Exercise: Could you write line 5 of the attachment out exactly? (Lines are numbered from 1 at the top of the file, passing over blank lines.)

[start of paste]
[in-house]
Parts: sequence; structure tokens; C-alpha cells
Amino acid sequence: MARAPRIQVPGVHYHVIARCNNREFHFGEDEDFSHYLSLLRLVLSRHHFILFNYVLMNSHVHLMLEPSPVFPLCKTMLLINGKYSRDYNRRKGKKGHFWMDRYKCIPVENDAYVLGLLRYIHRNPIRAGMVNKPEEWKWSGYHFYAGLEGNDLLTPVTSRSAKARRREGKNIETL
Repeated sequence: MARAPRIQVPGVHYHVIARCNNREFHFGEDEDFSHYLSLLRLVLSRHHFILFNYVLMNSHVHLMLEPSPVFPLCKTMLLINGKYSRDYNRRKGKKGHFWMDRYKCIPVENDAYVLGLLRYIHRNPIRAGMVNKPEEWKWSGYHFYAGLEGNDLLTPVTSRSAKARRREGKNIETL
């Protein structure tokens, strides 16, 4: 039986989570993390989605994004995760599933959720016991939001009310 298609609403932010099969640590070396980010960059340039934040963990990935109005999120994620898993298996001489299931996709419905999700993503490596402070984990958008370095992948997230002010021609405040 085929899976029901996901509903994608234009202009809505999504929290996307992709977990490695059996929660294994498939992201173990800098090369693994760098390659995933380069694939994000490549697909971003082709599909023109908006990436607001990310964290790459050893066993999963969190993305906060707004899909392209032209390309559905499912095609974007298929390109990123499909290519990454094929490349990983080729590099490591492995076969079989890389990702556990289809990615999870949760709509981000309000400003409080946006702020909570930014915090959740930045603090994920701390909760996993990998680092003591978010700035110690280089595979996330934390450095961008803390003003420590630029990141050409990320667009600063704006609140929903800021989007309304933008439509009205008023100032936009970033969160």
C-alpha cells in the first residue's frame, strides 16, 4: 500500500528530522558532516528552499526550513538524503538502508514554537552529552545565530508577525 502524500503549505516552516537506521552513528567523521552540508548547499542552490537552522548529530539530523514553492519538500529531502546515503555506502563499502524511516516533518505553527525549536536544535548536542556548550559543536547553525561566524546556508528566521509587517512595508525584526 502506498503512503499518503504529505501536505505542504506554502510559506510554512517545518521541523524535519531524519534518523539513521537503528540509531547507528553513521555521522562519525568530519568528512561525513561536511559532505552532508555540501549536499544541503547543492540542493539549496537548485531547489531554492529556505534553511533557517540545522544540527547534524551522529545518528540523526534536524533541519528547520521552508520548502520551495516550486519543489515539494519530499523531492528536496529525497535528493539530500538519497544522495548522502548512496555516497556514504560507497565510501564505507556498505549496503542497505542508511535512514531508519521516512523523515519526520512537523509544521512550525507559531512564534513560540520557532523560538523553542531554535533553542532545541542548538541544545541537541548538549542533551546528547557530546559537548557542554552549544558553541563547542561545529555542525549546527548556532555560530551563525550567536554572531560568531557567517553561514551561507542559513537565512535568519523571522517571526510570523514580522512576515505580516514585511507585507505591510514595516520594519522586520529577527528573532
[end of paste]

């Protein structure tokens, strides 16, 4: 039986989570993390989605994004995760599933959720016991939001009310 298609609403932010099969640590070396980010960059340039934040963990990935109005999120994620898993298996001489299931996709419905999700993503490596402070984990958008370095992948997230002010021609405040 085929899976029901996901509903994608234009202009809505999504929290996307992709977990490695059996929660294994498939992201173990800098090369693994760098390659995933380069694939994000490549697909971003082709599909023109908006990436607001990310964290790459050893066993999963969190993305906060707004899909392209032209390309559905499912095609974007298929390109990123499909290519990454094929490349990983080729590099490591492995076969079989890389990702556990289809990615999870949760709509981000309000400003409080946006702020909570930014915090959740930045603090994920701390909760996993990998680092003591978010700035110690280089595979996330934390450095961008803390003003420590630029990141050409990320667009600063704006609140929903800021989007309304933008439509009205008023100032936009970033969160």